Tuesday, October 19, 2010


A month ago, after Ornette Coleman became the first jazz musician in this Top 100 list, I asked myself who the first blues musician would be. That there has to be blues in the Top 100 is a given, there has not been a Top 100 without it. The answer came to me after a night of playing records with some friends, selecting some highlights from my collection. Blue as a Man Can Be by Robert Pete Williams is certainly one of those highlights, and the key track, Grown So Ugly, a classic. Fans of Captain Beefheart, who covered the song, certainly will appreciate the original by Robert Pete Williams. Williams is not that well known a blues singer but points for Grown So Ugly as well as Prisoner's Talking Blues, a most desperate song in the blues idiom, catapulted him into the top 50 of musicians over 28 years of counting, and as blues goes, second to only John Lee Hooker. In another list kept over 28 years, Prisoner's Talking Blues entered the top 50 of songs, and as blues goes, second only to R.L. Burnside's Going Down South. The painting, unlike my recent laboring with the oils, got done in just a bit over half an hour. It's from an image in Blue's Who's Who, that I also used when I first started illustrating the Top 100 back in 1989.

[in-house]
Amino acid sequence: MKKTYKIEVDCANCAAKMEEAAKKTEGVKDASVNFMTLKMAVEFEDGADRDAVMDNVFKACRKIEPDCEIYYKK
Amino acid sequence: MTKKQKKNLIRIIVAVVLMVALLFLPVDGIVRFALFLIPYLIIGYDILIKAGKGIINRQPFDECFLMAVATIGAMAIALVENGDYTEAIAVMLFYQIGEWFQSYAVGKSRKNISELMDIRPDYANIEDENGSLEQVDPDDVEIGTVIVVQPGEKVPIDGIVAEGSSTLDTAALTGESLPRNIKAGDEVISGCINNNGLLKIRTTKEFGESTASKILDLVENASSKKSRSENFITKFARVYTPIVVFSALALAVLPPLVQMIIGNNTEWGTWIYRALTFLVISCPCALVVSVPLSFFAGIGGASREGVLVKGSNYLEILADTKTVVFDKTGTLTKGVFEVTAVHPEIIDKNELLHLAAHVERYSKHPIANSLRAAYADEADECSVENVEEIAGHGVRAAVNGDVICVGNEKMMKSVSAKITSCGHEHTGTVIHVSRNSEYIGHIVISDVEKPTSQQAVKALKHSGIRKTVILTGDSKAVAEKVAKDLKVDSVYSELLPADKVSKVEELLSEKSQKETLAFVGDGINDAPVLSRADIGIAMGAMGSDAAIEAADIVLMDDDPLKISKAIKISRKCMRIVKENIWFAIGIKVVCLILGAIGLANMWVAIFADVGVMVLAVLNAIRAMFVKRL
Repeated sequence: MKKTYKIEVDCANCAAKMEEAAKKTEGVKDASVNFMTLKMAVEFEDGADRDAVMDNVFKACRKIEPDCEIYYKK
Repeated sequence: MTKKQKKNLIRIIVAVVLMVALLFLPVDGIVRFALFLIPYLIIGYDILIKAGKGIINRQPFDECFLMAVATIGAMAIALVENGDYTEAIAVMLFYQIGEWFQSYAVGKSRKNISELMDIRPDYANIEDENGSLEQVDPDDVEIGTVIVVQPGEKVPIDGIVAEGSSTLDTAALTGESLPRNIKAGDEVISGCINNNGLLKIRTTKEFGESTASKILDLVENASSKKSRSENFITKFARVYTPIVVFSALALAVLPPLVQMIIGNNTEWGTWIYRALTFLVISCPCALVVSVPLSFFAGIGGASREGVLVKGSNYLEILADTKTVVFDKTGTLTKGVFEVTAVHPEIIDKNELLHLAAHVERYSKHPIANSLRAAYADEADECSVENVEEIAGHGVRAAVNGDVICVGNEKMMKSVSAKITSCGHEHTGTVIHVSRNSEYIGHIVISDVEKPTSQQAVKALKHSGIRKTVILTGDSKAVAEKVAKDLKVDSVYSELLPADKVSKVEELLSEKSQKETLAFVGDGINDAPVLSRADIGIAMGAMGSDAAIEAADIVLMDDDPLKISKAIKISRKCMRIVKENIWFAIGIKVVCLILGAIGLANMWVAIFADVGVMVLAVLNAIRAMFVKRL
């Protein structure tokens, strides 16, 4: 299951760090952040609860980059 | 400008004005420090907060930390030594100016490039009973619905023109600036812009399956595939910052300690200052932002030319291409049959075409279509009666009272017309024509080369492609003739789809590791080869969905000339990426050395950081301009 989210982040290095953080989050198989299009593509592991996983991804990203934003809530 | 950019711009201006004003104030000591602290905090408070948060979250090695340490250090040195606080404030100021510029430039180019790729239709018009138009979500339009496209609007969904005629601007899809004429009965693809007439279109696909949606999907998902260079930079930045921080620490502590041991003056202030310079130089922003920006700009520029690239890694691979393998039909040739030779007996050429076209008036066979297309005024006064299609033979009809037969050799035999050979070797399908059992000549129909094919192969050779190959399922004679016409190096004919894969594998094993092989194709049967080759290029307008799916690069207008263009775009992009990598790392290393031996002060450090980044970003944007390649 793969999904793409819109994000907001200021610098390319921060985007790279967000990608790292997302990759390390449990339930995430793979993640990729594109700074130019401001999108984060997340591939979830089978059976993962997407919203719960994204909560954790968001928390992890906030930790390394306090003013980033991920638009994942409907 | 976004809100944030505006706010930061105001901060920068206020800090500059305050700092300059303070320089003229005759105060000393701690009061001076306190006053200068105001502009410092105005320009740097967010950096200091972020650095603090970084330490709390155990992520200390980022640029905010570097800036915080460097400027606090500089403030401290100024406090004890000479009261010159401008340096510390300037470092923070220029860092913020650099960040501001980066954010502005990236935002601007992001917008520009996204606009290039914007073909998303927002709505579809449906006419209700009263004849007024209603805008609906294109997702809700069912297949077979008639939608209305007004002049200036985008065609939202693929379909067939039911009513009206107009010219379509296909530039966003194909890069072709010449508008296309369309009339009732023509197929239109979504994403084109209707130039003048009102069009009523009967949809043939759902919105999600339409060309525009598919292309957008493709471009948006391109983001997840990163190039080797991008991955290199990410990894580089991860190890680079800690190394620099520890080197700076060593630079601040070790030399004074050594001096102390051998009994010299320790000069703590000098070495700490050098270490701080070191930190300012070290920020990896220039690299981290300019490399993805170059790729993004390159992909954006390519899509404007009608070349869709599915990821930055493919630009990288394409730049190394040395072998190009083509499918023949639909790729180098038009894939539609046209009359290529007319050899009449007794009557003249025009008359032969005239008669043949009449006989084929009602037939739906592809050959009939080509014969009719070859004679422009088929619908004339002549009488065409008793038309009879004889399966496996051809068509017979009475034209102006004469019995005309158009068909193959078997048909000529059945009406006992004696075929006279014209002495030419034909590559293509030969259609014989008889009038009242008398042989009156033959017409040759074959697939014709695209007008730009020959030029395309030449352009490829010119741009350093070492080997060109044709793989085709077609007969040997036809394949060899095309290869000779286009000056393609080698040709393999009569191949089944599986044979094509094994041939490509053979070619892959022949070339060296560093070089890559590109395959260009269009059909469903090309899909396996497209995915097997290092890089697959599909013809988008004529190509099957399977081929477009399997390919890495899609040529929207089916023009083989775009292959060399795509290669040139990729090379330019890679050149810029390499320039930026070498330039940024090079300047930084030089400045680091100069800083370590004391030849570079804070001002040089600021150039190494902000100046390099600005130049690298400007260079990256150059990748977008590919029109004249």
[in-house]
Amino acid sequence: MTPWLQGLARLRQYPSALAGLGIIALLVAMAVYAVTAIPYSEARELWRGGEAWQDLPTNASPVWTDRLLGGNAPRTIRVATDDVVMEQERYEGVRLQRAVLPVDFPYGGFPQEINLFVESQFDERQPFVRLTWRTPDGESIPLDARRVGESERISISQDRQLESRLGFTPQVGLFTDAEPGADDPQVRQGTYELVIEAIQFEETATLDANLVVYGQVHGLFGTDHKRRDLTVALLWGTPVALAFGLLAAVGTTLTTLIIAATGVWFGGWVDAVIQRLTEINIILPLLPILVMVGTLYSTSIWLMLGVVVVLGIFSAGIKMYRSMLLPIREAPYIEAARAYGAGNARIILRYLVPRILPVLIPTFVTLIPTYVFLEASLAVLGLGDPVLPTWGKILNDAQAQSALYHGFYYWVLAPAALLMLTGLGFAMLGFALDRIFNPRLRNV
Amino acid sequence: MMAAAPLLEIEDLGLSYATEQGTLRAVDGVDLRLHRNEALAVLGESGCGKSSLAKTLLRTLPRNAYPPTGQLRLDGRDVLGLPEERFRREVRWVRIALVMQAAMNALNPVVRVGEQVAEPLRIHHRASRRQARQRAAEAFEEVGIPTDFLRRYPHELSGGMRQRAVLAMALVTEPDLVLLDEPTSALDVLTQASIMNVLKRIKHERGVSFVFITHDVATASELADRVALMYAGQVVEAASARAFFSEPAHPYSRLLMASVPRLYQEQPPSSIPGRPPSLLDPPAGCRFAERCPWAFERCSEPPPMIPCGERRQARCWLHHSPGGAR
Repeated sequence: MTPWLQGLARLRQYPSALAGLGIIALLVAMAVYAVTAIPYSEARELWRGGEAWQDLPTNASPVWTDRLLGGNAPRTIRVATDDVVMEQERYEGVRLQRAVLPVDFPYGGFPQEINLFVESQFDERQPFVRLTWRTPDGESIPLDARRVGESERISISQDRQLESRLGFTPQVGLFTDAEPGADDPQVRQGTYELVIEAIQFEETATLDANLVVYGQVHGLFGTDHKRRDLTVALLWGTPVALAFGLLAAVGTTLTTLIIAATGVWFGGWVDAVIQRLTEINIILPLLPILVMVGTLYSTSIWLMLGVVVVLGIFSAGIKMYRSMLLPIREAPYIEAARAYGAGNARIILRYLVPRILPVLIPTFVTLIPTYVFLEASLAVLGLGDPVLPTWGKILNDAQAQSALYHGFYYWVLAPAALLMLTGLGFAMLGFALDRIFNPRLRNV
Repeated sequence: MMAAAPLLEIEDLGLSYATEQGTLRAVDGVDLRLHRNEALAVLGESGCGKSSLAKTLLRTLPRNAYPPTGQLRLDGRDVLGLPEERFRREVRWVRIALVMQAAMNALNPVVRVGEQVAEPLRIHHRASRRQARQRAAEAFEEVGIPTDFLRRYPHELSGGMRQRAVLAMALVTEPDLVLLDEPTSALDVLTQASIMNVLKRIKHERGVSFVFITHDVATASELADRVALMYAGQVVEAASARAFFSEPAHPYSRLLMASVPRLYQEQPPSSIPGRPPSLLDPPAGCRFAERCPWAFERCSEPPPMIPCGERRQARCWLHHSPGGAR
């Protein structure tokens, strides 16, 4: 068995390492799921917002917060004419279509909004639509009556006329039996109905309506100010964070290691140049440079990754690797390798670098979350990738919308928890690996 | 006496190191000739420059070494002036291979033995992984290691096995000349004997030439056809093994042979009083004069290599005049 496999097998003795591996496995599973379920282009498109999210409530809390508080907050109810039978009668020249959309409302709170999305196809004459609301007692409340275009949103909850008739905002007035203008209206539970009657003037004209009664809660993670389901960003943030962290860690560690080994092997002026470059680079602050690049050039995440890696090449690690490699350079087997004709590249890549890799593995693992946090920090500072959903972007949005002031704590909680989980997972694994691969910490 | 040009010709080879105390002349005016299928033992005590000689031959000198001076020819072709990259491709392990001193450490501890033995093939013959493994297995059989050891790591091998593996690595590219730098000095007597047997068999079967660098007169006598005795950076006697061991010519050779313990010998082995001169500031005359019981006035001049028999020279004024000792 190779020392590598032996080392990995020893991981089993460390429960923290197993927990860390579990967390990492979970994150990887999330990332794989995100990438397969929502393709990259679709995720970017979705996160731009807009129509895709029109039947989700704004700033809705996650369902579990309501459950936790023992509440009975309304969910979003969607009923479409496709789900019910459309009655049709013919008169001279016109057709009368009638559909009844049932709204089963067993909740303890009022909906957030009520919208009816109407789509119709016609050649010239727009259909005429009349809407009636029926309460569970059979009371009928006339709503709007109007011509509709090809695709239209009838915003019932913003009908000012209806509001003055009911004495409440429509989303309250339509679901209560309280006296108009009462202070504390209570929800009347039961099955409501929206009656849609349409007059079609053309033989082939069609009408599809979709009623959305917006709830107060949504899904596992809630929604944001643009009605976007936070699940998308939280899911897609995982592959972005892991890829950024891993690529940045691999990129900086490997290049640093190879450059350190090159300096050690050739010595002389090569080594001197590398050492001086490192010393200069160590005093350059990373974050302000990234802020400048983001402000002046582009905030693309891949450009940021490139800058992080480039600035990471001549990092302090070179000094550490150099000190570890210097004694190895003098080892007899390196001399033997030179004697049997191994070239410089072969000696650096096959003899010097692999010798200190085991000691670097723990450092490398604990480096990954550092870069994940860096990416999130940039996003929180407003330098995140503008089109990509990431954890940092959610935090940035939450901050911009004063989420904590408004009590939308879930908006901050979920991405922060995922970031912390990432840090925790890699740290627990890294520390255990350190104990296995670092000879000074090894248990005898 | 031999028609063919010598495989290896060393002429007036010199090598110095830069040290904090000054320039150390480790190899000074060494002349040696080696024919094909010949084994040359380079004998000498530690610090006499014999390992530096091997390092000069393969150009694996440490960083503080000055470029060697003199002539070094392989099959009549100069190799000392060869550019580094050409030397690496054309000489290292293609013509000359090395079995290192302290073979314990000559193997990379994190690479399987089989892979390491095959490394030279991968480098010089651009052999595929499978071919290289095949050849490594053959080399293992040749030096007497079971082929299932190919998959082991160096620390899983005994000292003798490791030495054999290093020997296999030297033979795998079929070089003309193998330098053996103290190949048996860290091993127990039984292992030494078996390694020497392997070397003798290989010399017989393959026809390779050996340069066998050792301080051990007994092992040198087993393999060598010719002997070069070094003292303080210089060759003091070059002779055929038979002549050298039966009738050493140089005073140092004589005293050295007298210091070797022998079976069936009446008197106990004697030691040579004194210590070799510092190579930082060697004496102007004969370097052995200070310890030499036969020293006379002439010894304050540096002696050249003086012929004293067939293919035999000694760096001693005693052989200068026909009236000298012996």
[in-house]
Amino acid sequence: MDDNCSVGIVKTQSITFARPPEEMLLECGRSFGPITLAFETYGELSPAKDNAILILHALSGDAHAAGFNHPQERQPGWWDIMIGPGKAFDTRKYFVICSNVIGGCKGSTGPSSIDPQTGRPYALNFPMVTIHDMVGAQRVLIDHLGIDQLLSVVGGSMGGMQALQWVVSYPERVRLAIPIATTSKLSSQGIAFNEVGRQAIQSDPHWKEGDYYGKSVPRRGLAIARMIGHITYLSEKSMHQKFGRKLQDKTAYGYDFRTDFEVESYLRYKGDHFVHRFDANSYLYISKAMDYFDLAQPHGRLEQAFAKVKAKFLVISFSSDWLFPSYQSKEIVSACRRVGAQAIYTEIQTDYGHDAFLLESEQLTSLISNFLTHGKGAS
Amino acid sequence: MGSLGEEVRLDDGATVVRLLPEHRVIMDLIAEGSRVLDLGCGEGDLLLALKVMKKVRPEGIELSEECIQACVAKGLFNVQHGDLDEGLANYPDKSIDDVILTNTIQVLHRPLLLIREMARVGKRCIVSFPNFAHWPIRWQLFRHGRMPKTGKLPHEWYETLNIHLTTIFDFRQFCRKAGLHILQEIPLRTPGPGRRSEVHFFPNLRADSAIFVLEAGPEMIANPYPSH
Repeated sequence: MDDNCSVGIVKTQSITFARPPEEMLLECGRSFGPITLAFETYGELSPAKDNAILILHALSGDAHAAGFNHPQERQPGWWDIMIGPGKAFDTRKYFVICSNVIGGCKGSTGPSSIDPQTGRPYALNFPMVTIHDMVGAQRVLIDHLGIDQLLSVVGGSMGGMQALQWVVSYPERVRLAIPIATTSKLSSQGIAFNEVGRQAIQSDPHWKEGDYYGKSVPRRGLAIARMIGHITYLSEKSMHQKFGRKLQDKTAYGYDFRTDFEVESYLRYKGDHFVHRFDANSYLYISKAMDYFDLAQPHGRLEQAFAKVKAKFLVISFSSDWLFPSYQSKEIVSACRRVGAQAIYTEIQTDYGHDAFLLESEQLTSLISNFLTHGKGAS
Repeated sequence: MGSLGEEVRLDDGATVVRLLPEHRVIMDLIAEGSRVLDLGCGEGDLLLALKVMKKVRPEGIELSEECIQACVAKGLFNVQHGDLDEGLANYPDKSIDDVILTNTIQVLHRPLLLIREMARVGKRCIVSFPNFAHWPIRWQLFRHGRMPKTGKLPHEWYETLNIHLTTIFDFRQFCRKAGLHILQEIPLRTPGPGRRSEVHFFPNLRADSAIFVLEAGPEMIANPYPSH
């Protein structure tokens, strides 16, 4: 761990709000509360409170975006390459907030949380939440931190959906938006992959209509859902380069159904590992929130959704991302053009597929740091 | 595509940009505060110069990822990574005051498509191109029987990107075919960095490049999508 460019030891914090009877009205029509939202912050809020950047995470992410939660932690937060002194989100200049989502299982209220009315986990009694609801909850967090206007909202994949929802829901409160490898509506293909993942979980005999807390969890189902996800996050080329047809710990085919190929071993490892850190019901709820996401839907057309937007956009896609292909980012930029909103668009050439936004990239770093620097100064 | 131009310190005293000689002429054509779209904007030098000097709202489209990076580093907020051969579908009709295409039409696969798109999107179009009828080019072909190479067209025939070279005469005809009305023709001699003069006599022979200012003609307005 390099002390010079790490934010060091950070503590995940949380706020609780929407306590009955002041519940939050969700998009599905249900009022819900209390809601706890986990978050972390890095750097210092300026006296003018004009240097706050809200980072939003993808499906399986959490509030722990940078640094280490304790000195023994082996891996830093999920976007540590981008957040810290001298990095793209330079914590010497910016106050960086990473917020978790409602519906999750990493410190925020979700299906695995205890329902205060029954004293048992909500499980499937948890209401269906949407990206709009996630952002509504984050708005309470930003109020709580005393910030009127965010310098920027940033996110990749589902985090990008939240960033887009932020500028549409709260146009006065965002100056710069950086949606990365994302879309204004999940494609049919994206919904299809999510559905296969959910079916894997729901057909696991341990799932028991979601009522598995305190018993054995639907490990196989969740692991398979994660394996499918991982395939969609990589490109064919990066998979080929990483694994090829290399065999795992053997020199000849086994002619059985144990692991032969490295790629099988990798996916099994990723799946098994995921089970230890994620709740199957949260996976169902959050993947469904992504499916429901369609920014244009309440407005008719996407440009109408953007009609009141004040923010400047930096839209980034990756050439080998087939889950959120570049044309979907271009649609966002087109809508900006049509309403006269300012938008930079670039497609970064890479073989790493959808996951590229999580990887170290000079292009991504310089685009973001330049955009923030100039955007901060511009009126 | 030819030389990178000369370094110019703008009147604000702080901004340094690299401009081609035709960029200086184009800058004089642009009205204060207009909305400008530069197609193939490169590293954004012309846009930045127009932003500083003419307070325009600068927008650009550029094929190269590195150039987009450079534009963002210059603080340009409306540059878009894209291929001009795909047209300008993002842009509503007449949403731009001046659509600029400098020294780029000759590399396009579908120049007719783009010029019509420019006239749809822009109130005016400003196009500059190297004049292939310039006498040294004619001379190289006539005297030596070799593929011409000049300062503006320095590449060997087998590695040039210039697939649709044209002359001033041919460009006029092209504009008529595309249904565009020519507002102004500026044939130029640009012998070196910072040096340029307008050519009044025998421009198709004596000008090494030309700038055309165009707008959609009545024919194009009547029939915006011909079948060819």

Robert Pete Williams
7.5" x 7.5"
oil on wood, 2010

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